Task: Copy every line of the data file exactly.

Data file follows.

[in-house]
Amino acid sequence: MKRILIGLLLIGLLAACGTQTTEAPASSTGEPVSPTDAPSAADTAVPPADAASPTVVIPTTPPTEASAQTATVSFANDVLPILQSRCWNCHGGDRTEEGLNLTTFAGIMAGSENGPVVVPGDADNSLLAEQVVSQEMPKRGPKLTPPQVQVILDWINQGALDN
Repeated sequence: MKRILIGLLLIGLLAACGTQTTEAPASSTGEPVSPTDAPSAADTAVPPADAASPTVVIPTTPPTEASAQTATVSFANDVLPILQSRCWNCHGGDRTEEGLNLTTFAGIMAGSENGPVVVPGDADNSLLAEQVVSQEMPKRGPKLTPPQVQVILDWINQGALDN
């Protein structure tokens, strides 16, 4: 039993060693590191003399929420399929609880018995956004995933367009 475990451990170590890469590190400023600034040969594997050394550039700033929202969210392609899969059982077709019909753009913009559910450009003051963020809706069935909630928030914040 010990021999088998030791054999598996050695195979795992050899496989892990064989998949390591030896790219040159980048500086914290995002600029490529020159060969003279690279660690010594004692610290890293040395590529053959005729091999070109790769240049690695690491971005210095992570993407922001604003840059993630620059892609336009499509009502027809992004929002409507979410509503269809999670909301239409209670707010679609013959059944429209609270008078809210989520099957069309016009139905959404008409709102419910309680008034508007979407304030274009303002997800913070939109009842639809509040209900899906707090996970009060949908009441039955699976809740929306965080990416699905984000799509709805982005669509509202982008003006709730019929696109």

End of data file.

[in-house]
Amino acid sequence: MKRILIGLLLIGLLAACGTQTTEAPASSTGEPVSPTDAPSAADTAVPPADAASPTVVIPTTPPTEASAQTATVSFANDVLPILQSRCWNCHGGDRTEEGLNLTTFAGIMAGSENGPVVVPGDADNSLLAEQVVSQEMPKRGPKLTPPQVQVILDWINQGALDN
Repeated sequence: MKRILIGLLLIGLLAACGTQTTEAPASSTGEPVSPTDAPSAADTAVPPADAASPTVVIPTTPPTEASAQTATVSFANDVLPILQSRCWNCHGGDRTEEGLNLTTFAGIMAGSENGPVVVPGDADNSLLAEQVVSQEMPKRGPKLTPPQVQVILDWINQGALDN
């Protein structure tokens, strides 16, 4: 039993060693590191003399929420399929609880018995956004995933367009 475990451990170590890469590190400023600034040969594997050394550039700033929202969210392609899969059982077709019909753009913009559910450009003051963020809706069935909630928030914040 010990021999088998030791054999598996050695195979795992050899496989892990064989998949390591030896790219040159980048500086914290995002600029490529020159060969003279690279660690010594004692610290890293040395590529053959005729091999070109790769240049690695690491971005210095992570993407922001604003840059993630620059892609336009499509009502027809992004929002409507979410509503269809999670909301239409209670707010679609013959059944429209609270008078809210989520099957069309016009139905959404008409709102419910309680008034508007979407304030274009303002997800913070939109009842639809509040209900899906707090996970009060949908009441039955699976809740929306965080990416699905984000799509709805982005669509509202982008003006709730019929696109």